Hillary Clintonâ€™s Disgraceful Campaign: Racism and Hypocrisy
Clinton is an inveterate liar â€” I am sorry, there is truly no other word for it â€” and as her ill-fated presidential campaign tumbles toward its inevitable demise, the personal deception that is at the core of her personality, and of her career, continues to reveal itself.
[Elections 2008: Op-Ed Commentary On Hypocrisy]
In the aftermath of the Pennsylvania Democratic primary — a race in which Senator Hillary Clinton had a 20-point lead only a few months ago — the racism and hypocrisy of the Clinton campaign was laid bare for all a nation to scorn.
Desperate and willing to do anything to win, the Clintons resorted to a naked form of racism aimed directly at white working-class voters in the rural portions of the state. Their message: Barack Obama cannot win because he’s black.
In the early stages of the campaign, it was Clinton’s cadre who kept playing the race card. In New Hampshire, Clinton’s co-chair, Billy Shaheen, accused Obama of being a drug dealer; then there was the photograph of Sen. Barack Obama in Somalian garb leaked to the press by Clinton’s staff.
In the aftermath of the South Carolina primary, former President Bill Clinton compared Obama’s victory to those of Jesse Jackson in 1984 and 1988. His message was clear: Obama was a marginal, black candidate.
Then came the disgraceful remarks of Geraldine Ferraro, who could not, and would not, shut her mouth. “If Obama was a white man,” she charged, “he would not be in this position." And she was adamant and unapologetic amid the resulting outcry. "Every time that campaign is upset about something, they call it racist,” she proclaimed. “I will not be discriminated against because I'm white."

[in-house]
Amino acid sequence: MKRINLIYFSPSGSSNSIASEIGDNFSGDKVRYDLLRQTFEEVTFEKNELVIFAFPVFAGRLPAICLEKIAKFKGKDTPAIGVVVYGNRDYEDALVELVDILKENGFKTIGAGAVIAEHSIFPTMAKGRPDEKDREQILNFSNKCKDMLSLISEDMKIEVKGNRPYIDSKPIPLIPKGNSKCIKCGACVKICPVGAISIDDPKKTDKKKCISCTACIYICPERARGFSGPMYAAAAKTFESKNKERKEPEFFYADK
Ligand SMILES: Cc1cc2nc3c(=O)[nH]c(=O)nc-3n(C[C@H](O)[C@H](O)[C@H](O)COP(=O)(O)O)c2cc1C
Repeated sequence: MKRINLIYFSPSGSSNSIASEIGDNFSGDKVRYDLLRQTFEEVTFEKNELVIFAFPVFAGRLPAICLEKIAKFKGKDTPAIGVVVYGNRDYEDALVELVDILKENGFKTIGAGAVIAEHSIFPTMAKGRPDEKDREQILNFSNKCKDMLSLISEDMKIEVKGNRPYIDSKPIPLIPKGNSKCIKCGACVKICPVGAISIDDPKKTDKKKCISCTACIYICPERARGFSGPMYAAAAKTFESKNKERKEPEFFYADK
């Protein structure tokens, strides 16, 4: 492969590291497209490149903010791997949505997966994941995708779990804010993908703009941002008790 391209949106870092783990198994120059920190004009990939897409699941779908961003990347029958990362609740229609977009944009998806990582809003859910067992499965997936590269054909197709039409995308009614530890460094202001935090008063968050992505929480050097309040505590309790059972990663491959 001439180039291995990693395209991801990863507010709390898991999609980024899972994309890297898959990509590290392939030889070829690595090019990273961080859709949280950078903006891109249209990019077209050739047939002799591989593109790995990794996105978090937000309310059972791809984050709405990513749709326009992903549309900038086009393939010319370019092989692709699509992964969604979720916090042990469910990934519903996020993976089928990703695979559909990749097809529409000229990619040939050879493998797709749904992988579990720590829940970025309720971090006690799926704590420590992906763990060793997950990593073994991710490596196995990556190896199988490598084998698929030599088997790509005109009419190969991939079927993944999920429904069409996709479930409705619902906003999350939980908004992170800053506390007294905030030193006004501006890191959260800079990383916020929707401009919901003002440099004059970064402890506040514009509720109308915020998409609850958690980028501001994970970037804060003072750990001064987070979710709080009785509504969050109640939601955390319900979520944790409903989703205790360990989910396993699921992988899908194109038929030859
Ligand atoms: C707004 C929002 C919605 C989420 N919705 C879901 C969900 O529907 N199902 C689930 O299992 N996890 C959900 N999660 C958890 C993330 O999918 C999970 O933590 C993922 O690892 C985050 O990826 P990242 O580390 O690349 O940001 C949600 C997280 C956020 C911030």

The Clintons refused to publicly call for Ferraro’s resignation. Ferraro remained unrepentant when she finally did resign. “The Obama campaign is attacking me to hurt you,” she bitterly wrote Hillary. And she never apologized for her remarks.
To anyone who has followed the Clinton campaign closely, it is all too apparent that her top political strategists — reeling from losses from coast to coast and badly miscalculating the grassroots power of the Obama movement — made a tactical decision to go negative, as that would be the only way for Clinton to stop Obama and somehow allow her to steal the nomination.
And go negative they did — with a subtle yet consistent racism underscoring every turn. The now notorious red-phone-at-3:00-a.m. television ad used by Clinton during the Texas primary, as Harvard sociologist Orlando Patterson noted in the New York Times, was reminiscent of D. W. Griffith’s racist film Birth of a Nation, which helped revive the Ku Klux Klan.
In Pennsylvania, Gov. Ed Rendell, who headed up Clinton’s campaign, was publicly saying that white voters in the Keystone State would not vote for Obama because he was black. Rendell’s remarks were racist from the get-go, but no one in the white media called him on it. Indeed, the media began playing the game.
ABC’s George Stephanopoulos — who worked as Bill Clinton’s press secretary and lied through his teeth on Clinton’s behalf (where’s the journalistic “objectivity” here?) — brought up Obama’s relationship to former ‘60s radical Bill Ayers. And the rest of the media went bonkers over Obama’s all-too-honest remarks about conservative white voters hanging on to God and guns.